Understanding SHAPE in R&D: bridging the evidence gap

Blue cover of the 'Understanding SHAPE in R&D: bridging the evidence gap' report. Above the title is an abstract image of orange swirling topography against blue sky
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The Understanding SHAPE in R&D policy synthesis represents a culmination of long-term research conducted by the Academy on research & development (R&D). This research has highlighted several key issues, not least the exclusion of SHAPE (Social Sciences, Humanities and Arts for People and the Economy) R&D from official statistics, and the possible impact of this exclusion on our understanding of the full breadth of the evidence base related to R&D. As a result, our most recent research endeavours have focussed on a central issue: “How well do we understand SHAPE R&D in the UK?”.

Answering this question has required research and analysis on UK data collection and survey instruments; on business understanding of R&D and innovation activities and variations by sector; and on international comparisons of the UK’s approach to R&D. This evidence synthesis collates that work and finds that there is a significant risk that UK policy does not accurately reflect the R&D activities which take place, and therefore may be less effective than desired in supporting the government’s goal of becoming a ‘science and technology superpower’ by 2030.

The evidence collated here, covered in more detail in the accompanying reports from Frontier Economics and RAND Europe, sets out the evidence to illustrate why a gulf between R&D activities and policy may be occurring, how we might overcome it, and to what end. We hope it is of value to policymakers and analysts of R&D and innovation who are interested in understanding how more effective policies and initiatives can be developed to support the research and innovation system. The analysis and policy insights set out here are not intended to make the argument that one set of disciplines make a greater or lesser contribution to R&D over any other. Instead, they highlight the gaps in our current systems of measuring R&D and the implications this might have for ensuring that our policies are creating the most effective research and innovation system possible.

Policy goals and recommendations

1. Obtain a full and accurate picture of the R&D evidence base across all sectors and disciplines

UK R&D statistics and data collection should accurately capture and measure SHAPE R&D investment and activities to provide a more effective evidence-base through which to support UK R&D activity.

2. Ensure policies appropriately recognise the role of R&D in the full innovation system

Alongside collecting better evidence, policy must also recognise that ‘formal’ R&D is only one part of business investment in innovation. We need to reflect differences between R&D and innovation processes in policy making, as they are easily conflated.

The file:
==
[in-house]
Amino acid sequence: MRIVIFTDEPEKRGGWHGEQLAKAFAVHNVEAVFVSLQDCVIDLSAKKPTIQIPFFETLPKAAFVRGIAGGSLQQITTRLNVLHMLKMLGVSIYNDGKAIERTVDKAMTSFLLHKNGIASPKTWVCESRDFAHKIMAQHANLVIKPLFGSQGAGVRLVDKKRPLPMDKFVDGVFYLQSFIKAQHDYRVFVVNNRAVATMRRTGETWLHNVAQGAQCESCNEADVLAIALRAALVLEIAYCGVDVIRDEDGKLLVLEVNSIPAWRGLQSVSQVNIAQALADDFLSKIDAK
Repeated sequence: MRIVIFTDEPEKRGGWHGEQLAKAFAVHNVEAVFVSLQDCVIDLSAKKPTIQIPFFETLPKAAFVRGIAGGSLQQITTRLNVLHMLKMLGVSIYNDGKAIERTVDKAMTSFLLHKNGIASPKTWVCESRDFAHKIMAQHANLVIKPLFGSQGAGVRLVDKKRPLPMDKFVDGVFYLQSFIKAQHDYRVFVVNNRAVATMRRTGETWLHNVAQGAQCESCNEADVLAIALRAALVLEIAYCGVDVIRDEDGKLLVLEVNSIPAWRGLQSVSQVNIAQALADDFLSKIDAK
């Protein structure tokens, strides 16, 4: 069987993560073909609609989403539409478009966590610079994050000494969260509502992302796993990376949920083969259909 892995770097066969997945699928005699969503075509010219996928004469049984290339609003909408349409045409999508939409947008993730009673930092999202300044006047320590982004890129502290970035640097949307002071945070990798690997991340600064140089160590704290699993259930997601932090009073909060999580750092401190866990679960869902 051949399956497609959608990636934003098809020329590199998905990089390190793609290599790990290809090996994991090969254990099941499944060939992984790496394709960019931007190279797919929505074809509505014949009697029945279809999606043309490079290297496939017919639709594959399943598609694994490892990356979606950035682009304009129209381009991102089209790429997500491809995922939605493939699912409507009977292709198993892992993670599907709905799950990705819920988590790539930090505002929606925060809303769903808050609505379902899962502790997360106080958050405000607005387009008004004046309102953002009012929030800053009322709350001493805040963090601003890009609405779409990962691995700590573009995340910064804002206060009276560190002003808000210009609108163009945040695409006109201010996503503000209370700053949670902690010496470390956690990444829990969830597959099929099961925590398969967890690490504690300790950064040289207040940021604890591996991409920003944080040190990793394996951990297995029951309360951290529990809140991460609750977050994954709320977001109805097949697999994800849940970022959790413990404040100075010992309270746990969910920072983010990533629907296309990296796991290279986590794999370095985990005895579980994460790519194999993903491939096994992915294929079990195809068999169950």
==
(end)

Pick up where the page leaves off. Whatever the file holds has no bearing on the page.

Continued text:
3. Utilise people-centric methods for measuring R&D

Recognising R&D as part of the full innovation system also means better understanding the role of people across innovation processes. SHAPE R&D is more likely to be embodied in human capital, rather than infrastructure or capital investment. As such, understanding the role that people play in R&D will identify the practices which support innovation and productivity and build on the evidence captured by statistics and data collection.

4. Support interdisciplinary and intersectoral skills for improved economic outcomes

People-centric measurements will also help policymakers better understand the interplay between STEM and SHAPE skills and expertise in R&D. Supporting interdisciplinary collaboration in R&D could create better business outcomes, solve skills gaps, and prepare for the future of work.

5. Create a holistic and nuanced evidence base to invest more effectively 3% or more of GDP in R&D.

The previous policy goals can help policymakers build a more holistic evidence-base for effective investment in R&D. Investing 3% or more of GDP effectively requires accurate measurements of R&D activities and people, and a systems approach with a long-term vision.

These recommendations are drawn from evidence collated from across our R&D research, including the accompanying reports from Frontier Economics and RAND Europe, and build on one another to create a holistic approach to fully understanding the contributions of all disciplines to UK R&D and innovation. The synthesis also highlights case studies which provide insight into the practicalities of innovation processes within organisations. Finally, the synthesis provides a summary of activity that outlines next steps for the British Academy in mobilising these policy recommendations.

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